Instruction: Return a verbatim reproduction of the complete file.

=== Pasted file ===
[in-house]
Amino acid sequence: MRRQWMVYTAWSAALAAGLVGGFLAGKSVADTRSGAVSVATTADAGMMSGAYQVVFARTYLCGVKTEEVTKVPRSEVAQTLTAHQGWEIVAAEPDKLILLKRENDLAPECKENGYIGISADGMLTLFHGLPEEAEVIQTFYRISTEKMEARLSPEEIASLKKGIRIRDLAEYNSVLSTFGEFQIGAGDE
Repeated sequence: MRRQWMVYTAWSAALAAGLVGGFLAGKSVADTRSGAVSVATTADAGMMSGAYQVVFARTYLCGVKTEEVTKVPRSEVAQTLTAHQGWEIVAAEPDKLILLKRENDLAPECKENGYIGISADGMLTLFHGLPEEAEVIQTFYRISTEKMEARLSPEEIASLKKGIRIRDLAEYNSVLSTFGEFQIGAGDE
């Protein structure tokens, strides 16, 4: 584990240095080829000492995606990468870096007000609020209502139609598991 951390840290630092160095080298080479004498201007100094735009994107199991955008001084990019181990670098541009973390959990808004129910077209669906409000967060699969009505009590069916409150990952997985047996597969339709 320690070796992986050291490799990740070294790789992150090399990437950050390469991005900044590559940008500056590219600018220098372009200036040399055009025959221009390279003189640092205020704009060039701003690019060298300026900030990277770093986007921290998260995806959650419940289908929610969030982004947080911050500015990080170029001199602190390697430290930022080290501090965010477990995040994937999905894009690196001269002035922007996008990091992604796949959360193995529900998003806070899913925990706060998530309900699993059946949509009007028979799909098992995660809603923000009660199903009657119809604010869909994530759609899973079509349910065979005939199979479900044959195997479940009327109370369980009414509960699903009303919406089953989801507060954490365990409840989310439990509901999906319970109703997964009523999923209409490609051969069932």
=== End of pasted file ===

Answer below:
[in-house]
Amino acid sequence: MRRQWMVYTAWSAALAAGLVGGFLAGKSVADTRSGAVSVATTADAGMMSGAYQVVFARTYLCGVKTEEVTKVPRSEVAQTLTAHQGWEIVAAEPDKLILLKRENDLAPECKENGYIGISADGMLTLFHGLPEEAEVIQTFYRISTEKMEARLSPEEIASLKKGIRIRDLAEYNSVLSTFGEFQIGAGDE
Repeated sequence: MRRQWMVYTAWSAALAAGLVGGFLAGKSVADTRSGAVSVATTADAGMMSGAYQVVFARTYLCGVKTEEVTKVPRSEVAQTLTAHQGWEIVAAEPDKLILLKRENDLAPECKENGYIGISADGMLTLFHGLPEEAEVIQTFYRISTEKMEARLSPEEIASLKKGIRIRDLAEYNSVLSTFGEFQIGAGDE
């Protein structure tokens, strides 16, 4: 584990240095080829000492995606990468870096007000609020209502139609598991 951390840290630092160095080298080479004498201007100094735009994107199991955008001084990019181990670098541009973390959990808004129910077209669906409000967060699969009505009590069916409150990952997985047996597969339709 320690070796992986050291490799990740070294790789992150090399990437950050390469991005900044590559940008500056590219600018220098372009200036040399055009025959221009390279003189640092205020704009060039701003690019060298300026900030990277770093986007921290998260995806959650419940289908929610969030982004947080911050500015990080170029001199602190390697430290930022080290501090965010477990995040994937999905894009690196001269002035922007996008990091992604796949959360193995529900998003806070899913925990706060998530309900699993059946949509009007028979799909098992995660809603923000009660199903009657119809604010869909994530759609899973079509349910065979005939199979479900044959195997479940009327109370369980009414509960699903009303919406089953989801507060954490365990409840989310439990509901999906319970109703997964009523999923209409490609051969069932």